Thursday, February 02, 2012

A writer, like father, like son

from w,
It's good to read in the Fiji Times that Josua Tuwere had written a book and is available now - fiction -not like his dad Dr Sevati Tuwere who has written excellent studies on the Fijian vanua and the lotu.

Tuwere releases e-book
Frederica Elbourne
Friday, February 03, 2012

Josua Tuwere at his home in Tacirua East, Suva. icture: JONACANI LALAKOBAU
A FORMER Fiji Times journalist has released his first book which, poetic in nature, contains characters that every day people can identify with.

Based on the Pacific concepts of journey and identity among Fijians, Tongans and the English, the book- Selo ! Selo ! Selo ! A Pacific Odyssey by Josua Tuwere is about a Fijian warrior and the history of his clan.

Mr Tuwere says the characters in his book have traits of those found in biblical literature, Greek and Oceanic mythology.

He says Saunivanua, the main character, is a heroic but deeply flawed warrior with daily life experiences similar to what we are faced with today.

Available on the website, the e-book is an epic poem which traces the history of Saunivanua and his existence through tales of conflict, displacement and love.

He said the book was drawn from Pacific and Christian epistemological frameworks and was a poetic infusion of Fijian, Tongan and English concepts of journey and identity.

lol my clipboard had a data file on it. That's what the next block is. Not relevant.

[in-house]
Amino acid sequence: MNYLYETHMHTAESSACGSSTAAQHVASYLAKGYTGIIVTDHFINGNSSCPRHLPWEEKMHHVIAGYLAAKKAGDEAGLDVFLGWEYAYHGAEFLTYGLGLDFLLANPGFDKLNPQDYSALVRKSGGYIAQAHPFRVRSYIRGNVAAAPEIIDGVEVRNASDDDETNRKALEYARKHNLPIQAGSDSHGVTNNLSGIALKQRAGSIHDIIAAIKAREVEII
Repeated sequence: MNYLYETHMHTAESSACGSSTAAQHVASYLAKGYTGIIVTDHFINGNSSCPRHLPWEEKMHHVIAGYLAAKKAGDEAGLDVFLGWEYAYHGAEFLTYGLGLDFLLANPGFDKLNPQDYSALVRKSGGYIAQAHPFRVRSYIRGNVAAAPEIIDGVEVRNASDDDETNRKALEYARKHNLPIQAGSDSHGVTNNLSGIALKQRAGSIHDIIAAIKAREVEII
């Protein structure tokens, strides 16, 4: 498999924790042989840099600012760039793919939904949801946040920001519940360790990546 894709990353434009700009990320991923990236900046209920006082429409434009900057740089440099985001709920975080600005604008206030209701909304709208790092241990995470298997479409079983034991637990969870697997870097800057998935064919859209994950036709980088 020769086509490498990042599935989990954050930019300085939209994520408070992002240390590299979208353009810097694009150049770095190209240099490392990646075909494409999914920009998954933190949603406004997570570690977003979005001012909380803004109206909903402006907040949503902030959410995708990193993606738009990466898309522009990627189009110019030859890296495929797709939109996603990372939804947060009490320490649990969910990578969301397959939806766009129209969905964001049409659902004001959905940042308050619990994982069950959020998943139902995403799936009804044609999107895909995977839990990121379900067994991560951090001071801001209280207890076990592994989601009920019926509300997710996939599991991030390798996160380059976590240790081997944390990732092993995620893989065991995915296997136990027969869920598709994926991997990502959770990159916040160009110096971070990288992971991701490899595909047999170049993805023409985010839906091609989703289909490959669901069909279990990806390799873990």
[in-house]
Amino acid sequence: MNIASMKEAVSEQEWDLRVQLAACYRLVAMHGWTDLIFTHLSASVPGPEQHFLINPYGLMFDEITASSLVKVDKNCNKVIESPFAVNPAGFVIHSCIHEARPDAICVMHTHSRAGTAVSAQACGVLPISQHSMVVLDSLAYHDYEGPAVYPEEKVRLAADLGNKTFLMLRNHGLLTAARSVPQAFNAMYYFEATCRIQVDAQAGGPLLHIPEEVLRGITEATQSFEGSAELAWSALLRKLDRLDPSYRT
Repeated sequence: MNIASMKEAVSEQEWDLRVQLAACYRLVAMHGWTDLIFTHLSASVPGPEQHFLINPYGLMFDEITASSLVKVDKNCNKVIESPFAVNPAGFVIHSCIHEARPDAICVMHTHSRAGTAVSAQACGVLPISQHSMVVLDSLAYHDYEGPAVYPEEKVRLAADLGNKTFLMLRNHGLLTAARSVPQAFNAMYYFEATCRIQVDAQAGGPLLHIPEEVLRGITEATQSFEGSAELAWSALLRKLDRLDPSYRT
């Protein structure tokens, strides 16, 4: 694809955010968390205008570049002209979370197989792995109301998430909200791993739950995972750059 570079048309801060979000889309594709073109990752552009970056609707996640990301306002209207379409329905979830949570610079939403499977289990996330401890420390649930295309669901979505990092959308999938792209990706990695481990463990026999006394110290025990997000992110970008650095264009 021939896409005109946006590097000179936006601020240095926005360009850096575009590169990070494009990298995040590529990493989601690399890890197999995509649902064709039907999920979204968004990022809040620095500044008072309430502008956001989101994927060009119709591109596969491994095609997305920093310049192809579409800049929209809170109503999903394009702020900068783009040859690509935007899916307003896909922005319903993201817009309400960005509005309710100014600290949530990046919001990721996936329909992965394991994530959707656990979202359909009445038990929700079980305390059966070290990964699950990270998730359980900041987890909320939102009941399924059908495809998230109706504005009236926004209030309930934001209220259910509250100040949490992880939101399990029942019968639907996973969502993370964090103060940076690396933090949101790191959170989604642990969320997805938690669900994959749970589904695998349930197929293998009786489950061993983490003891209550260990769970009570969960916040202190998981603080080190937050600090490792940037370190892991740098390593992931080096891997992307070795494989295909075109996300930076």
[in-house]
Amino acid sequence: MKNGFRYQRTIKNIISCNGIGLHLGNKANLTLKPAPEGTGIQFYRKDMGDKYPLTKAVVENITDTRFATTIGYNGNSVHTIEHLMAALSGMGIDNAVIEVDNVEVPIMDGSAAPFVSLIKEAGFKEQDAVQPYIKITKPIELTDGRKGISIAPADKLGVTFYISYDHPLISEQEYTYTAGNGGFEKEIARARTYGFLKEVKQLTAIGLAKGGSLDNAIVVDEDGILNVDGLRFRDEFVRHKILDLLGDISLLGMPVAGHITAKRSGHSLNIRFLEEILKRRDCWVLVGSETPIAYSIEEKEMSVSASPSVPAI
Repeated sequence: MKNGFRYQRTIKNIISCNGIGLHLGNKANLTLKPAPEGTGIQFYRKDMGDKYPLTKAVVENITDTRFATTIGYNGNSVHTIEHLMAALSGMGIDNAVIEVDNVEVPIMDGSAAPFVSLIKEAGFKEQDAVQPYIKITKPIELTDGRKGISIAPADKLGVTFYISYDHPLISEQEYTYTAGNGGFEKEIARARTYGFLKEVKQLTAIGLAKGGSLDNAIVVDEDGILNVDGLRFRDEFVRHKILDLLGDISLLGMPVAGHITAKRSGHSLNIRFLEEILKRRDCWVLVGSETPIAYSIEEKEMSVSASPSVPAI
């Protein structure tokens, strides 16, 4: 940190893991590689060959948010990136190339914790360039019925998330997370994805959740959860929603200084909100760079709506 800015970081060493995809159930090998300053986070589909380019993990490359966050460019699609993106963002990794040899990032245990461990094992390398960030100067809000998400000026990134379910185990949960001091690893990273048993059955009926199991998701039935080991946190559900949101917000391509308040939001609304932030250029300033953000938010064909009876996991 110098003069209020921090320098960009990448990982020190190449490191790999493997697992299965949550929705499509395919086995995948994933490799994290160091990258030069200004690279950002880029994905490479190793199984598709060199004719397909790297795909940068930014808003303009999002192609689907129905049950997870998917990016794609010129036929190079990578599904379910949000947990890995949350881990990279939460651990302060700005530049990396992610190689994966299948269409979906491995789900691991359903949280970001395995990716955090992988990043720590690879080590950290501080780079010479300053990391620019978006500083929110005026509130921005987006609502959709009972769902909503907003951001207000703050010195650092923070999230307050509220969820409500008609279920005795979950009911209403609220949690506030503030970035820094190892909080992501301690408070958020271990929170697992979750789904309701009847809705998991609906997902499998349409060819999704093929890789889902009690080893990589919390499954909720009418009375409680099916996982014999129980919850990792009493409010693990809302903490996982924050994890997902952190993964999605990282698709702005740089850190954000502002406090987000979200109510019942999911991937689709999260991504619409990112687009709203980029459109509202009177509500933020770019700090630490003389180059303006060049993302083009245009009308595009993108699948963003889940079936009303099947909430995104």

"Saunivanua represents the Pacific islander trying to find his place and identity in this world.

"He is entirely fictional but hopefully a lot of people will be able to engage and identify with him and also with the other characters, especially Natoba ù who was betrothed to him ù a woman, who is strong and resolute and has a mind of her own," Mr Tuwere said.

He started his book last September after he locked himself away at Deuba where he wrote 11,000 words in a week. "I already had worked on a collection of poetry that I wanted to edit in a week but on the first day in front of the laptop I had an inspiration of sorts to try something new. I didn't know what form it would take and originally thought a collection of short stories would be the result."

Mr Tuwere, a former communications officer with the Regional Delegation in the Pacific for the International Committee of the Red Cross (ICRC), worked for two years as a reporter for The Fiji Times during 1999 and 2000.

1 comment:

Andrew Thornley said...

Congratulations Josua! That sounds very exciting. I hope your work gains a lot of interest and support. Its very important for the developing literary heritage of Fiji